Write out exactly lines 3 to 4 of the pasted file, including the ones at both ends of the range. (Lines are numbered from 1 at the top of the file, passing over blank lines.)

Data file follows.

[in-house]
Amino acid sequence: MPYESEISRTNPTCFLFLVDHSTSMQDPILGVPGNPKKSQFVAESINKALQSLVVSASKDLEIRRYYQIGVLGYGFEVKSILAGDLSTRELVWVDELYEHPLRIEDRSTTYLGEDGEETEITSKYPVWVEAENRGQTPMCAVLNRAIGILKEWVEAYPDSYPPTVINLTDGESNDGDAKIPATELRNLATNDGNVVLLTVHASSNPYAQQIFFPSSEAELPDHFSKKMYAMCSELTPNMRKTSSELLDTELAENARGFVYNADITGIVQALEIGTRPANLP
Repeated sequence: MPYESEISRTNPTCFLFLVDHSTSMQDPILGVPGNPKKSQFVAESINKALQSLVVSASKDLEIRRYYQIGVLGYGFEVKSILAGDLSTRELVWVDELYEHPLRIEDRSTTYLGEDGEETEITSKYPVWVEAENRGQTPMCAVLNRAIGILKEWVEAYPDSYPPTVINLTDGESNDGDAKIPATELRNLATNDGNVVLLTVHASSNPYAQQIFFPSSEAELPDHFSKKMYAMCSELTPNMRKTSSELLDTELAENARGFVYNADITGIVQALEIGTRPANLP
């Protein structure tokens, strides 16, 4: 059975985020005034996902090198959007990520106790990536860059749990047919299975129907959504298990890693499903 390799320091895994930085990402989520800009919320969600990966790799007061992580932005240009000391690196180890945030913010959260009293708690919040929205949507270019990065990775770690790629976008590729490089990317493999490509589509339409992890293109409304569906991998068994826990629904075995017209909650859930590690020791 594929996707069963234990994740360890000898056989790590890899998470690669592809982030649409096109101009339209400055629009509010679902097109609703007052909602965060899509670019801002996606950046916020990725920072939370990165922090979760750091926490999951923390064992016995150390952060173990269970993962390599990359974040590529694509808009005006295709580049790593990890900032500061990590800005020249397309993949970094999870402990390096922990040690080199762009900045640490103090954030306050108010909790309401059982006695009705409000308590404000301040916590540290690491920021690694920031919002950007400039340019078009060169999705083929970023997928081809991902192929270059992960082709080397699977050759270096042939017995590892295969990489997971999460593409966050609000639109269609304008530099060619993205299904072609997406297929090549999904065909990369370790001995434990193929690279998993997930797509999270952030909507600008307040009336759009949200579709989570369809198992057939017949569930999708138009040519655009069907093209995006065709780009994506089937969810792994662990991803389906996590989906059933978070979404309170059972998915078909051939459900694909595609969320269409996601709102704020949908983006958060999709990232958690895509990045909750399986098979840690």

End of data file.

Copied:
Repeated sequence: MPYESEISRTNPTCFLFLVDHSTSMQDPILGVPGNPKKSQFVAESINKALQSLVVSASKDLEIRRYYQIGVLGYGFEVKSILAGDLSTRELVWVDELYEHPLRIEDRSTTYLGEDGEETEITSKYPVWVEAENRGQTPMCAVLNRAIGILKEWVEAYPDSYPPTVINLTDGESNDGDAKIPATELRNLATNDGNVVLLTVHASSNPYAQQIFFPSSEAELPDHFSKKMYAMCSELTPNMRKTSSELLDTELAENARGFVYNADITGIVQALEIGTRPANLP
């Protein structure tokens, strides 16, 4: 059975985020005034996902090198959007990520106790990536860059749990047919299975129907959504298990890693499903 390799320091895994930085990402989520800009919320969600990966790799007061992580932005240009000391690196180890945030913010959260009293708690919040929205949507270019990065990775770690790629976008590729490089990317493999490509589509339409992890293109409304569906991998068994826990629904075995017209909650859930590690020791 594929996707069963234990994740360890000898056989790590890899998470690669592809982030649409096109101009339209400055629009509010679902097109609703007052909602965060899509670019801002996606950046916020990725920072939370990165922090979760750091926490999951923390064992016995150390952060173990269970993962390599990359974040590529694509808009005006295709580049790593990890900032500061990590800005020249397309993949970094999870402990390096922990040690080199762009900045640490103090954030306050108010909790309401059982006695009705409000308590404000301040916590540290690491920021690694920031919002950007400039340019078009060169999705083929970023997928081809991902192929270059992960082709080397699977050759270096042939017995590892295969990489997971999460593409966050609000639109269609304008530099060619993205299904072609997406297929090549999904065909990369370790001995434990193929690279998993997930797509999270952030909507600008307040009336759009949200579709989570369809198992057939017949569930999708138009040519655009069907093209995006065709780009994506089937969810792994662990991803389906996590989906059933978070979404309170059972998915078909051939459900694909595609969320269409996601709102704020949908983006958060999709990232958690895509990045909750399986098979840690």